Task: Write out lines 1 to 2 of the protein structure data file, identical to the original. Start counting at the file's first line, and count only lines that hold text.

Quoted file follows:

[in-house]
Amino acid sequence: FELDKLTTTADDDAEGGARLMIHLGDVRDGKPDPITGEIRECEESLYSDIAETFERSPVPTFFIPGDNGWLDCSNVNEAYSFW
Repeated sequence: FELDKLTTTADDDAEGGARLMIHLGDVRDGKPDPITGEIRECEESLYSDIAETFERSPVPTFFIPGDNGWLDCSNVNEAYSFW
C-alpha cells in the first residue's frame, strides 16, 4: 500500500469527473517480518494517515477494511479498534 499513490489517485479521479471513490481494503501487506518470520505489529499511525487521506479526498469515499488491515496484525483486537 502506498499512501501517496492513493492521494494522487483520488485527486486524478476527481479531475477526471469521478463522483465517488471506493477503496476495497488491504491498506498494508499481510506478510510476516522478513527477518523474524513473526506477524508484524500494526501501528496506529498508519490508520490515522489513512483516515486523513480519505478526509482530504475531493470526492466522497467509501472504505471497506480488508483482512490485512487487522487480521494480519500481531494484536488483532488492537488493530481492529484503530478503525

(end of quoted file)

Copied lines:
[in-house]
Amino acid sequence: FELDKLTTTADDDAEGGARLMIHLGDVRDGKPDPITGEIRECEESLYSDIAETFERSPVPTFFIPGDNGWLDCSNVNEAYSFW